I saw an answer on SO which said that just having a class with methods doesn't make it OOP and that it represents Class Oriented Design.

I'd like to hear the differences between Class Oriented Design and Object-Oriented Design also want to know how can I sense Class Oriented Design in a codebase?

  • 3
    This can mean a few different things depending on context. In what context did you hear it?
    – JacquesB
    Apr 27, 2021 at 8:24
  • @JacquesB The context is where the code don't care about Object responsibility..
    – jeffbRTC
    Apr 27, 2021 at 9:38
  • I found where I heard it, it's from softwareengineering.stackexchange.com/questions/187764/…
    – jeffbRTC
    Apr 27, 2021 at 11:15
  • 3
    Note that the author of that post put "class-oriented" in "air-quotes." This is a clear indication that they didn't mean it as an "official" term. Apr 27, 2021 at 13:17
  • A static class with only methods is just an excuse to have a function library and call "Hey, we're fully object oriented." see: java.lang.Math
    – Pieter B
    Apr 29, 2021 at 6:41

3 Answers 3


I think you're misreading an opinionated statement as being a literal statement of fact.

I saw an answer on SO which said that just having a class with methods doesn't make it OOP and that it represents Class Oriented Design.

If I really like cars, and I have a distaste for cheap foreign vehicles, I could tell my friend who drives a cheap foreign car "just because it has four wheels and an engine doesn't make it a car, you know", and then my friend then takes this as truth and goes around looking for an answer to what the definition of a car is.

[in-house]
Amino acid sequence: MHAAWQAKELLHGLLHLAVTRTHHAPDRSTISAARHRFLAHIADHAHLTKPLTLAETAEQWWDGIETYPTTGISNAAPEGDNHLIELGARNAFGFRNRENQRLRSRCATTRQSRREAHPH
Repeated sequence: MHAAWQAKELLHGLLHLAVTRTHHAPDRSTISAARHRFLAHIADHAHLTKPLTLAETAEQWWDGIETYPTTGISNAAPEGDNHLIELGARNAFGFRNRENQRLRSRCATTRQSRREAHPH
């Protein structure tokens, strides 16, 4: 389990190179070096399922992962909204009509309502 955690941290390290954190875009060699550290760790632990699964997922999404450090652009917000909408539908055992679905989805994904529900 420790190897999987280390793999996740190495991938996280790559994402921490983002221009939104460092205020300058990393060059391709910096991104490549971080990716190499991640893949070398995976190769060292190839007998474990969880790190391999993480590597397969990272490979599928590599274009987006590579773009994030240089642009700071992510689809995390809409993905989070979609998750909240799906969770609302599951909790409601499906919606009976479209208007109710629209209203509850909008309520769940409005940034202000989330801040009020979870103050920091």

This is the position you find yourself in. You took what you heard as the literal truth and are now on a search for the answer that confirms what you heard.

What you heard wasn't literal truth. It is known as the "No True Scotsman" fallacy, whereby the speaker argues that a commonly understood definition, i.e. Scotsman, should be applied more restrictively. Instead of "person from Scotland", the speaker argues it should be "person from Scotland who doesn't put sugar on his porridge".

The problem here is that the speaker willfully redefines a commonly understood concept just to argue their point. While their underlying point may or may not be valid, silently changing definitions is a sign of poor communication skills as it does nothing but add confusion, just to not have to acknowledge something you don't like (such as sugar on your porridge, I guess).

The same is happening here. (Non-static) classes lie at the base of OOP design. However, the speaker is arguing that one can still use classes badly, and therefore such bad usage is "not true OOP". I don't quite disagree with their underlying argument, but I disagree with their conclusion and how they try to label it.

I'm not saying he's wrong per se, there is merit to his argument, but he's trying to argue about a purer form of OOP and is wrongly calling everything else "not OOP", instead of admitting it's "just not very pure OOP". It's at the very least an overstatement, which sadly detracts from the value of the underlying opinion which may actually contain value.

That being said, I'm not going to claim that I've never pulled a "no true ..." claim, but I'd like to think that I only do so when it is clear that I'm expressing a personal opinion rather than an objective truth, so it is clear that I'm talking about a personal definition rather than a common one.

Feel free to correct me if I'm wrong, but based on your question/comments I surmise you are a beginner who is learning about OOP. It's good that you're trying to think critically about what others say, but beware taking things too literally.
The internet is filled with people who tout personal opinion as if it were objective fact, and especially in abstract fields such as software development, it's easy to be misled by someone's assertions.

  • 4
    This is the danger of basing your body of knowledge on word definitions. I hear "is there a term for this concept" asked all the time, when the proper questions should be "how does this work" and "what can I use it for." Apr 27, 2021 at 13:17